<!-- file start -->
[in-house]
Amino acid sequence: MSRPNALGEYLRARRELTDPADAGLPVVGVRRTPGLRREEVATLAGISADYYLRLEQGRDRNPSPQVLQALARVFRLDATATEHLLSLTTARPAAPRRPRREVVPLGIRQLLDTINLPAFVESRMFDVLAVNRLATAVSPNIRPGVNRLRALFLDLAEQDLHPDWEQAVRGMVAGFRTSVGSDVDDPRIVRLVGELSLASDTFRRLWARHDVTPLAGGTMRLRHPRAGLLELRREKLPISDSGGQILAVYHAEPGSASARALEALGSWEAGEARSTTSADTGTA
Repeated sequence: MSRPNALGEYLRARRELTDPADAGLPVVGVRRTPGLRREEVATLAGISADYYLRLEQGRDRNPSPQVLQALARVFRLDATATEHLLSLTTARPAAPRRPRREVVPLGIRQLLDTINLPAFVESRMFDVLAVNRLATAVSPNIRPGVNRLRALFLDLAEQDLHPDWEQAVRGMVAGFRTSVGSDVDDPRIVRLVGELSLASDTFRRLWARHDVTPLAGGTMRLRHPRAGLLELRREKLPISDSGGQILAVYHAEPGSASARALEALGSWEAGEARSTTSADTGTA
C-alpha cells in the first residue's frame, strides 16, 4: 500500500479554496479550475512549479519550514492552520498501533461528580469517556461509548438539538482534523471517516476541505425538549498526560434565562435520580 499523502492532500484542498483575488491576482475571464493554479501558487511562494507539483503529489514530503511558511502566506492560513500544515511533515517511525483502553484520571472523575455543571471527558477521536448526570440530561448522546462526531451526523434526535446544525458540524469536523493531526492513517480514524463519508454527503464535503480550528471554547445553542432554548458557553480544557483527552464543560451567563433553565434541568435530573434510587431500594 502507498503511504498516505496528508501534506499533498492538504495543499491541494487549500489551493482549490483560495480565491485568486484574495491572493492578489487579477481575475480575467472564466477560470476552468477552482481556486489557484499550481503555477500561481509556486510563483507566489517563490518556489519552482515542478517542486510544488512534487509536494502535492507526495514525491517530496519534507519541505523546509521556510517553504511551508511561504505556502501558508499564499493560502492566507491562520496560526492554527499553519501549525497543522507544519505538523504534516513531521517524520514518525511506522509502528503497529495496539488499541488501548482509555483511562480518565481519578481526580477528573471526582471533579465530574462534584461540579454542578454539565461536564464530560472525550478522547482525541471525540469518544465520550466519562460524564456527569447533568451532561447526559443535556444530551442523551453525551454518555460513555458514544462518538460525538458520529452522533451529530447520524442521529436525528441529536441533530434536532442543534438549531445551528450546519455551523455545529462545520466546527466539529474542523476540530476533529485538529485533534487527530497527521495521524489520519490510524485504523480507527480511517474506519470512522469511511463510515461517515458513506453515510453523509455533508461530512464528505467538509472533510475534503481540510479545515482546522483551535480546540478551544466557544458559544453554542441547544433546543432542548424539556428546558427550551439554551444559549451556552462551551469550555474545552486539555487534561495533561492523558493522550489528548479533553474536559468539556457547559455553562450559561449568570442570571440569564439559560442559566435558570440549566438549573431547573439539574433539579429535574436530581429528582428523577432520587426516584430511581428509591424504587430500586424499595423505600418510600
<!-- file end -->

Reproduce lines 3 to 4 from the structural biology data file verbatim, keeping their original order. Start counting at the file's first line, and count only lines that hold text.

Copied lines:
Repeated sequence: MSRPNALGEYLRARRELTDPADAGLPVVGVRRTPGLRREEVATLAGISADYYLRLEQGRDRNPSPQVLQALARVFRLDATATEHLLSLTTARPAAPRRPRREVVPLGIRQLLDTINLPAFVESRMFDVLAVNRLATAVSPNIRPGVNRLRALFLDLAEQDLHPDWEQAVRGMVAGFRTSVGSDVDDPRIVRLVGELSLASDTFRRLWARHDVTPLAGGTMRLRHPRAGLLELRREKLPISDSGGQILAVYHAEPGSASARALEALGSWEAGEARSTTSADTGTA
C-alpha cells in the first residue's frame, strides 16, 4: 500500500479554496479550475512549479519550514492552520498501533461528580469517556461509548438539538482534523471517516476541505425538549498526560434565562435520580 499523502492532500484542498483575488491576482475571464493554479501558487511562494507539483503529489514530503511558511502566506492560513500544515511533515517511525483502553484520571472523575455543571471527558477521536448526570440530561448522546462526531451526523434526535446544525458540524469536523493531526492513517480514524463519508454527503464535503480550528471554547445553542432554548458557553480544557483527552464543560451567563433553565434541568435530573434510587431500594 502507498503511504498516505496528508501534506499533498492538504495543499491541494487549500489551493482549490483560495480565491485568486484574495491572493492578489487579477481575475480575467472564466477560470476552468477552482481556486489557484499550481503555477500561481509556486510563483507566489517563490518556489519552482515542478517542486510544488512534487509536494502535492507526495514525491517530496519534507519541505523546509521556510517553504511551508511561504505556502501558508499564499493560502492566507491562520496560526492554527499553519501549525497543522507544519505538523504534516513531521517524520514518525511506522509502528503497529495496539488499541488501548482509555483511562480518565481519578481526580477528573471526582471533579465530574462534584461540579454542578454539565461536564464530560472525550478522547482525541471525540469518544465520550466519562460524564456527569447533568451532561447526559443535556444530551442523551453525551454518555460513555458514544462518538460525538458520529452522533451529530447520524442521529436525528441529536441533530434536532442543534438549531445551528450546519455551523455545529462545520466546527466539529474542523476540530476533529485538529485533534487527530497527521495521524489520519490510524485504523480507527480511517474506519470512522469511511463510515461517515458513506453515510453523509455533508461530512464528505467538509472533510475534503481540510479545515482546522483551535480546540478551544466557544458559544453554542441547544433546543432542548424539556428546558427550551439554551444559549451556552462551551469550555474545552486539555487534561495533561492523558493522550489528548479533553474536559468539556457547559455553562450559561449568570442570571440569564439559560442559566435558570440549566438549573431547573439539574433539579429535574436530581429528582428523577432520587426516584430511581428509591424504587430500586424499595423505600418510600